On August 25, 2004-Carlos Arredondo's 44th birthday-a U.S. Marine van arrived outside his house. He thought that his son Alex had managed to come home from his second deployment to Iraq to surprise him. Instead, the marines informed him that Alex had been killed in action in Najaf.

Carlos lost his mind. He asked, he begged, the marines to leave. He pleaded. They didn't leave, so he ran to his garage and grabbed a hammer, gasoline, and a blowtorch. He began pummeling the van. He climbed in, pouring the gasoline. His mother, distraught and wailing, tried to pull him from the van. The blowtorch accidentally sparked, and Carlos was blown from the van into the yard, in flames.

Then his wife, Melida, arrived. She saw her husband burning. Carlos' younger son, Brian, 16 years old, in Bangor, Maine, later saw the incident on television. This was the day he learned that the brother he loved and emulated was dead.

Carlos suffered burns on more than one-quarter of his body. The physical healing was the easy part. It is the emotional healing that he pursues in his tireless and remarkable odyssey to end the war. To honor Alex's memory, he has been crisscrossing the country, from Capitol Hill to Crawford, Texas, pulling a flag-draped coffin. He calls it his public mourning: "I want the caskets coming home to be very public. The government doesn't want you to see them."

Carlos stopped for a few days this week in New York. He parked outside the military recruiting station in Times Square, where activists have established what they call the Endless War Memorial. For six days ending Friday, March 16, sunrise to sunset, hundreds of people are taking turns reading the names of the Iraq war dead-all the dead whose names could be discovered. The roughly 3,200 U.S. military fatalities, the other "coalition" casualties, the journalists, and the 7,733 Iraqi names they were able to find. The organizers point out that there are 200 unnamed dead Iraqis for each of the thousands they have gathered (based on a study by the British medical journal The Lancet that estimated more than 650,000 Iraqi dead).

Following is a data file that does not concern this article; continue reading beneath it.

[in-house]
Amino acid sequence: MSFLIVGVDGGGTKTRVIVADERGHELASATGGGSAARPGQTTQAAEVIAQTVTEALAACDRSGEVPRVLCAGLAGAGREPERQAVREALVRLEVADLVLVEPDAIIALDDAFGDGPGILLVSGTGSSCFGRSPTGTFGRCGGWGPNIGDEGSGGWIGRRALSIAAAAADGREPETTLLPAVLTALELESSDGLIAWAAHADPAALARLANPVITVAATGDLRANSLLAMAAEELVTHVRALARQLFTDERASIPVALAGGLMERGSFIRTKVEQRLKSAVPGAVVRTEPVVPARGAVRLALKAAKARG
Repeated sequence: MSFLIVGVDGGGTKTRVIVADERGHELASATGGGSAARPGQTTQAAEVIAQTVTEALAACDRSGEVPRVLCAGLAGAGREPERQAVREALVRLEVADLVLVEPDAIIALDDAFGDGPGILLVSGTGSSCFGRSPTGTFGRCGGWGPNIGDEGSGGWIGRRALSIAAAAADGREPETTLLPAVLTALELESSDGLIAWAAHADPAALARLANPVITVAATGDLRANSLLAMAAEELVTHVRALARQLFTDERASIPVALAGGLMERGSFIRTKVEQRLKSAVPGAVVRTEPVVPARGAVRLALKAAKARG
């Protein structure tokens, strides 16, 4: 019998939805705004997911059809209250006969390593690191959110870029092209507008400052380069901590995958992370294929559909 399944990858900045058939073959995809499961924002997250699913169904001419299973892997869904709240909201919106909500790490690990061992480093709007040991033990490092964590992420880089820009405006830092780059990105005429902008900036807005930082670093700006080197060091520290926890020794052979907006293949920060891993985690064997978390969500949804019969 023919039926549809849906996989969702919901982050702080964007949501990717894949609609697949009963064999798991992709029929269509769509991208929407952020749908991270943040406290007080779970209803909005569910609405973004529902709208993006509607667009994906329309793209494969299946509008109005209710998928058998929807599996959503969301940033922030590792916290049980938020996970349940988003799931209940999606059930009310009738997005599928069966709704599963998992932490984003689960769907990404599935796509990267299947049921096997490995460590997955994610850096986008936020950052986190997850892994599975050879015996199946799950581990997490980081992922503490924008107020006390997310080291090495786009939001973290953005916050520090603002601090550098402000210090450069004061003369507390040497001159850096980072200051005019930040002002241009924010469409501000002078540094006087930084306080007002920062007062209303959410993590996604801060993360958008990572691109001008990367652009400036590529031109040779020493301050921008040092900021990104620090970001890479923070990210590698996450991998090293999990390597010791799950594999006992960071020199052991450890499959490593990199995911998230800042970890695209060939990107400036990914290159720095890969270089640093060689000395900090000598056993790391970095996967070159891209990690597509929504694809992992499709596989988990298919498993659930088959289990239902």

The scene is surreal and unforgettable. Passersby stop by the flag-draped coffin Carlos has rolled out of the back of his pickup truck. There are army boots of loved ones lost, and large photos of grieving Iraqi women and one of Alex in an open casket. This is all set against the massive video display atop the recruiting station. Among its slogans: "There is nothing on this green earth stronger than the U.S. Army." Above that, an even larger display promotes Fox News and Bill O'Reilly and flashes phrases like "Gitmo justice." The famous Dow Jones news zipper runs its endless recitation of stock quotes and the daily count of dead and injured. A video ad for sunglasses flashes the words "Never Hide."

Carlos is heading next to Washington, D.C., to lead this weekend's march on the Pentagon.

As we part, Carlos shows me the latest recruiting letter sent to his son Brian. It contains a fake red, white, and blue credit card with Brian's name on it. It says, "This is not a credit card. It is money in the bank." An earlier letter promises him a bonus of up to $20,000. "What can you do with $20,000? A new car? Pay off credit cards? Help your family? ... Remember the decisions you are making right now will have a huge impact on how the rest of your life turns out." Which is exactly why Carlos prays his surviving son will not join up.

Meanwhile, around the corner, each name read represents a once living, breathing, complex human being whose life was snuffed out as a result of this four-year-old war. Alongside the named dead are living people, like Carlos, following their consciences, making connections, building a movement, each day bringing the end of the war one day closer.

APRIL 3, 2007


If you are upset that Congress won't defund the war in Iraq, there's something you can do: Stop paying taxes. Legally.

The Internal Revenue Service is giving a rebate this year on a telephone war tax. This is one of those line items at the bottom of your phone bill. The tax was instituted in 1898 to help the United States pay for the Spanish-American War. Individuals and businesses have one chance to obtain a refund on this telephone war tax, by asking for it in their 2006 income tax returns.


Excerpted from BREAKING THE SOUND BARRIER by AMY GOODMAN Copyright © 2009 by Amy Goodman. Excerpted by permission.
All rights reserved. No part of this excerpt may be reproduced or reprinted without permission in writing from the publisher.
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Meet the Author

Amy Goodman has been confronting the Washington establishment and its corporate sponsors while giving voice to the ordinary citizens and activists who are fighting for a better, more peaceful world. Her daily international radio and TV show, Democracy Now!, began in 1996 and is now carried on more than 500 stations and on http://www.democracynow.org.

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Breaking the Sound Barrier 4.5 out of 5 based on 0 ratings. 4 reviews.
KirschTorte More than 1 year ago
Amy Goodman is the epitome of a modern muckraker. In the series of articles contained in this book, she addresses a variety of issues in a straight-forward, non-pretentious manner so as to truly inform the reader. By avoiding an overuse of technical terms, she makes the book easy-to-read and understandable. Learn insightful facts about the Wall Street bailouts, and public healthcare versus private insurance companies. This is investigative journalism at its most hard-hitting, yet inspiring. I would recommend this book to anyone.